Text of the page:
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Leader says county council finds itself in ‘difficult situation’ over £70m budget cuts

Council budget cuts
Council budget cuts

News that Derbyshire County Council must make £17 million more in cuts by 2022, taking the total required savings to £70 million, has been summarised as ‘difficult’ by its leader.

Last week it emerged that the authority must now save more than it expected by 2022 in order to reach a balanced budget – and bring an end to cutbacks.

The original £53 million target has increased in the past year to £70 million, an increase of nearly a third.

This is due to continued rising pressures in adult social care, children’s services and also waste management.

At a cabinet meeting today on Thursday, the authority’s leader Coun Barry Lewis, said: “In common with a lot of other county authorities we find ourselves in a difficult situation with regards to our budget.

“We are doing are best to manage our budget as well as we can. We are looking hard at all the areas in which we need to make savings and to reach a balance budget.

“It is all about being timely in our thinking.”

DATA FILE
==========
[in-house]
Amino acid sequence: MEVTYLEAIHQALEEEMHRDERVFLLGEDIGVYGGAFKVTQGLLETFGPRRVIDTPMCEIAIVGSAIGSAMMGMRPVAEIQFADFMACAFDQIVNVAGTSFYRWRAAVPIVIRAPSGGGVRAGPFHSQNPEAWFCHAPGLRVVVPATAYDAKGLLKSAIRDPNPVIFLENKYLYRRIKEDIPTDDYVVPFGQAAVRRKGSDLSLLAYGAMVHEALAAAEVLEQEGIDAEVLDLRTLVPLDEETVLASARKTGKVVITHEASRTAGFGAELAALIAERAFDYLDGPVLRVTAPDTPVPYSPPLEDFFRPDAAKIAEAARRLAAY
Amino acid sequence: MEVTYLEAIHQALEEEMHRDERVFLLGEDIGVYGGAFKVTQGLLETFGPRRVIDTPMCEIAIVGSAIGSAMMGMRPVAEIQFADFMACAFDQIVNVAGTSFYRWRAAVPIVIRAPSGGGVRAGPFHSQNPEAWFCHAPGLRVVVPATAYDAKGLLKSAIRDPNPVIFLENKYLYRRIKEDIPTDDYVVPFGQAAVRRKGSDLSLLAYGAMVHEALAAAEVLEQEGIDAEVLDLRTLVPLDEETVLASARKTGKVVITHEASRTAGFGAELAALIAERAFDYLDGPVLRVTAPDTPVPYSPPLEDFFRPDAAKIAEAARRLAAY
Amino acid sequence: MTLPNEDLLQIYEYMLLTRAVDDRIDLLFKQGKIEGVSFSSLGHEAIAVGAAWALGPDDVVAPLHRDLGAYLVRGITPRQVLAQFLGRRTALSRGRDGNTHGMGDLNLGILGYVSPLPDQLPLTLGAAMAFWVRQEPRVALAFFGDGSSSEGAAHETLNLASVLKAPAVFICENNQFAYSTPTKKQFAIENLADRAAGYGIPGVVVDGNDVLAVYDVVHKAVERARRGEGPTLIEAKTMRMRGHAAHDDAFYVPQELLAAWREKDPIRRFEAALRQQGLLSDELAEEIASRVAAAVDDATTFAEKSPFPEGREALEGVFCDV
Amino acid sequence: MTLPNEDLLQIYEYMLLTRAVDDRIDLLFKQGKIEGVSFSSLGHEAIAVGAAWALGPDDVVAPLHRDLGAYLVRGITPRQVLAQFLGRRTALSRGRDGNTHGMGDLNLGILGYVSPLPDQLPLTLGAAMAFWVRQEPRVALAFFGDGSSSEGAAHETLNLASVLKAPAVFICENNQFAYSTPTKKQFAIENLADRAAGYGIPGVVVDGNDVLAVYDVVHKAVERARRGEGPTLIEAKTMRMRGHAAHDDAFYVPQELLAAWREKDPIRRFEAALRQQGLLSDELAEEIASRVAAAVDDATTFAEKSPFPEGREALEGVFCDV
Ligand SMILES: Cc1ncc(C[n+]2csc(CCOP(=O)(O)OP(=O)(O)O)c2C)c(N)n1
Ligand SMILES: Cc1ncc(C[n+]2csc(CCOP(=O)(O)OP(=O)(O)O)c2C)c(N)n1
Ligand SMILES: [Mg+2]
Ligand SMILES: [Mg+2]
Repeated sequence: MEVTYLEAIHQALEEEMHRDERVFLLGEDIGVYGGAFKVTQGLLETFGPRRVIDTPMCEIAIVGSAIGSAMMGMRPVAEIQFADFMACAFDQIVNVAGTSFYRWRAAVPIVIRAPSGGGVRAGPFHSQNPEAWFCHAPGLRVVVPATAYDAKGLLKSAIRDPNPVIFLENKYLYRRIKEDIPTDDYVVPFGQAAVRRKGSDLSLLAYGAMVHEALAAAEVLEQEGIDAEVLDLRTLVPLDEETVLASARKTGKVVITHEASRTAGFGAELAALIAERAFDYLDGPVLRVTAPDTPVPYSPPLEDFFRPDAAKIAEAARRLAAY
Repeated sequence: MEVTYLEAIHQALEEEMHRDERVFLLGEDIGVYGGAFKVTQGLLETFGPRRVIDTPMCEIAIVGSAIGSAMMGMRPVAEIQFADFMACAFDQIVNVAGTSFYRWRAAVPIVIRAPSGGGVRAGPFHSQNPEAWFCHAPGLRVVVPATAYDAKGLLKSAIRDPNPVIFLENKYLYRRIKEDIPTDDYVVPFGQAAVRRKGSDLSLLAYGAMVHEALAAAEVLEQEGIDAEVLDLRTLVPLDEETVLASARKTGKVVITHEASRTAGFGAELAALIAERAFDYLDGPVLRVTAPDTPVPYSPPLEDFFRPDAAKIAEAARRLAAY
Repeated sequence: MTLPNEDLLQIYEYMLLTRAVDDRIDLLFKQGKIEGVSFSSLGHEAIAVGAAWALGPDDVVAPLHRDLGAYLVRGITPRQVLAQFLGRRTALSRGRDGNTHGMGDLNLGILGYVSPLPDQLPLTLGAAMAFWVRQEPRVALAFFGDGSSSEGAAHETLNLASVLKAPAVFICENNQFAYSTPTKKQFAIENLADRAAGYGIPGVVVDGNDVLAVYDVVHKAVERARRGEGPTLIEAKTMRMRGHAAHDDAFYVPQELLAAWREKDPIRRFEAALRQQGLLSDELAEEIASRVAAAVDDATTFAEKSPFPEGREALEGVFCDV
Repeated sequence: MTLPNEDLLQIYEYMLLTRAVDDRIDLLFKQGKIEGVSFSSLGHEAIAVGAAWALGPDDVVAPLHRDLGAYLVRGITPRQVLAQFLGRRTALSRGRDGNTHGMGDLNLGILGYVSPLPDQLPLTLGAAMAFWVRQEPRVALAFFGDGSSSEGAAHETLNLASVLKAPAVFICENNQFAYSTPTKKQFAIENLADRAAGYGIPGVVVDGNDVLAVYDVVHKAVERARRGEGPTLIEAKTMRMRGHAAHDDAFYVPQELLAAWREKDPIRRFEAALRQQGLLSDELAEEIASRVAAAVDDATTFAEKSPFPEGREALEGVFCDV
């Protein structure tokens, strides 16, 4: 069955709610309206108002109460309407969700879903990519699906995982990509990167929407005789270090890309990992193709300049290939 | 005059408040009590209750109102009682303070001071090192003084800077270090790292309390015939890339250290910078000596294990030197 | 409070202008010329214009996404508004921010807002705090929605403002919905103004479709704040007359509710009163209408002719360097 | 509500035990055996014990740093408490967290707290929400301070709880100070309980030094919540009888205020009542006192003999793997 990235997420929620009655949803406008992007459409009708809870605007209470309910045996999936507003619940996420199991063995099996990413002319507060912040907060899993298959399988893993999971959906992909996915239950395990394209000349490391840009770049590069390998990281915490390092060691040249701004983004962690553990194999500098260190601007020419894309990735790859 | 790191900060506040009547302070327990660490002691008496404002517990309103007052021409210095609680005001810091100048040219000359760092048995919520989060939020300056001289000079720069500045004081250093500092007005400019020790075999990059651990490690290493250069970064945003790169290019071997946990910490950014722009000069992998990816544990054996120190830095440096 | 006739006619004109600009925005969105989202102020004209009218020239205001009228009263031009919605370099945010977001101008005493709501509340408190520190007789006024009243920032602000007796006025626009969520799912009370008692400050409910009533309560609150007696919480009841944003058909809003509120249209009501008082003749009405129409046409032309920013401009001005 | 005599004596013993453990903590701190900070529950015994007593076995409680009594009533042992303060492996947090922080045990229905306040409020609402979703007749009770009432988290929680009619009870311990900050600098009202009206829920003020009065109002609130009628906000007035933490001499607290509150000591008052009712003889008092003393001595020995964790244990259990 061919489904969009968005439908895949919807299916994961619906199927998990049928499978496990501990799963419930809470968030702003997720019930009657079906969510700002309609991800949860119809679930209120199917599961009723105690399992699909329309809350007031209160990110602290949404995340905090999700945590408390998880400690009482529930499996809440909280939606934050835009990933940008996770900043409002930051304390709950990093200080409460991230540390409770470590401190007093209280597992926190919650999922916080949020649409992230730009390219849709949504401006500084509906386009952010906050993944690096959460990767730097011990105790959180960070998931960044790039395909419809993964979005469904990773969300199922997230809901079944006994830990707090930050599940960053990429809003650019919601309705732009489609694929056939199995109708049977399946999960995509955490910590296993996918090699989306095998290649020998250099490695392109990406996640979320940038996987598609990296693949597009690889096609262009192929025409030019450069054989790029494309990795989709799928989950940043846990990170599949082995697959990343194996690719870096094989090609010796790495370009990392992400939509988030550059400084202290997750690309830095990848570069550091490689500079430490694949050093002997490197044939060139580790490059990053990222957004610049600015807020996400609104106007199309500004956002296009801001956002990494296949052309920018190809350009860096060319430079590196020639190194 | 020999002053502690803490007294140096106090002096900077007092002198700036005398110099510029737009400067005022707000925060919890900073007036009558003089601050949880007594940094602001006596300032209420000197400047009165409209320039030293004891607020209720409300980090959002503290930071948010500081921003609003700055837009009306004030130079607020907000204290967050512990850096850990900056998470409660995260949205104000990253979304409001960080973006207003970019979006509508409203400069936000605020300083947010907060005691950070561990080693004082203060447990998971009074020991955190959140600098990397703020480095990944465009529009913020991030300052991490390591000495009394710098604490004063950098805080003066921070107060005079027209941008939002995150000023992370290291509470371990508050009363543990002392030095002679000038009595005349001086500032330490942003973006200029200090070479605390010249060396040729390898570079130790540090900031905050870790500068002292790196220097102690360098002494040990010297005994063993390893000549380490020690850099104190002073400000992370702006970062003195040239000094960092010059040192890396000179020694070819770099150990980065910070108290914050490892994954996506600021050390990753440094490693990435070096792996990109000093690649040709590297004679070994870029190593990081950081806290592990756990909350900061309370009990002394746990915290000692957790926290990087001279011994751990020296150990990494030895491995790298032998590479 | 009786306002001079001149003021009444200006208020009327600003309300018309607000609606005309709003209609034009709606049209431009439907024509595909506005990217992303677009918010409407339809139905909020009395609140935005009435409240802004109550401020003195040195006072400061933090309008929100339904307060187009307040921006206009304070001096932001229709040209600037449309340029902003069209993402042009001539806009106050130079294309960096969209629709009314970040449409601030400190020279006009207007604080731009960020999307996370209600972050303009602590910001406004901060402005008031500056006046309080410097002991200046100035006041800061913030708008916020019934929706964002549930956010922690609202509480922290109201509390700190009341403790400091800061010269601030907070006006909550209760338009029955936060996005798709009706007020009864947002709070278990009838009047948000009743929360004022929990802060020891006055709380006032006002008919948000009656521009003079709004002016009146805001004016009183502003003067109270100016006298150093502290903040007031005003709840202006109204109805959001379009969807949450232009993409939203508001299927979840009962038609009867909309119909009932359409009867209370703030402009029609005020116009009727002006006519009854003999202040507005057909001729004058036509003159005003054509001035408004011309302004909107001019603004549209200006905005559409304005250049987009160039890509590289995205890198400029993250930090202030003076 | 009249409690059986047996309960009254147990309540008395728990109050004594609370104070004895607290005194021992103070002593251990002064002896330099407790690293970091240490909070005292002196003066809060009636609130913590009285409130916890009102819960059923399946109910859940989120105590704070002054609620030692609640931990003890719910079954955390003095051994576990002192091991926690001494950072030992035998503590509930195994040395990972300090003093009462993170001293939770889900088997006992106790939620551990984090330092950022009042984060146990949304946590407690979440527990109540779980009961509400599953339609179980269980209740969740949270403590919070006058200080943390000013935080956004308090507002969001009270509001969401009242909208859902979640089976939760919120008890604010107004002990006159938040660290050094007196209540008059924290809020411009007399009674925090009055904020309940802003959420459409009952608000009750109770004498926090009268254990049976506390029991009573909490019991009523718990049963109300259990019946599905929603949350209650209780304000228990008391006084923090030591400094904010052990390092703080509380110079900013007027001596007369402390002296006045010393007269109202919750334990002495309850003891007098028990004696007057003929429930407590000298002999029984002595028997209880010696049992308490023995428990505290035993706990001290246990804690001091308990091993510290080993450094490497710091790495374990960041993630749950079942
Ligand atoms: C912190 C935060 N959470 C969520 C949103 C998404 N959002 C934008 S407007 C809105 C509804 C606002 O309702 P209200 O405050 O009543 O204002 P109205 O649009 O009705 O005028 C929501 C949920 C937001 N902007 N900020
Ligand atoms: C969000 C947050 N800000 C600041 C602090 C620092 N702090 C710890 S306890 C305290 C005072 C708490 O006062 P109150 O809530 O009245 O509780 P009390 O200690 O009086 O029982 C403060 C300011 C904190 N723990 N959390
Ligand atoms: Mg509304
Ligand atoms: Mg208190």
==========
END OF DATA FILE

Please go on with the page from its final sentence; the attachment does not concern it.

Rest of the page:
The authority’s finance director, Peter Handford, said that it was important that the council achieves ‘financial resilience’.

Last week, leader of the opposition, Labour’s Coun Anne Western, said that the authority must get to grips with having to do what is necessary to balance an ‘ever-shrinking’ budget.

She said: “The worsening financial position is very worrying because the county council is responsible for services people rely on, particularly the most vulnerable.”

So far, of the £70 million required in savings, £39 million has been identified.

The schedule for funding cuts includes the £12.4 million planned for this year.

This will be followed by £18.5 million in cuts during 2019; £26.5 million in 2020; and £12.7 million in 2021.

Mr Handford wrote in a report on the authority’s five-year financial plan: “The council continues to face significant cost pressures, particularly with regard to adult and children’s social care.

“The additional council tax income from the adult social care precept and the additional one per cent flexibility announced in December 2017, helps to raise income for vital services.

“However, the council will continue to make representations to Government to ensure that demand-led services are fully funded.”

In the report, he stated that it is still the authority’s intention to hike council tax next year by 4.99 per cent but freeze it in 2020 and 2021.

After this, it is proposed that council tax rises by two per cent in 2022.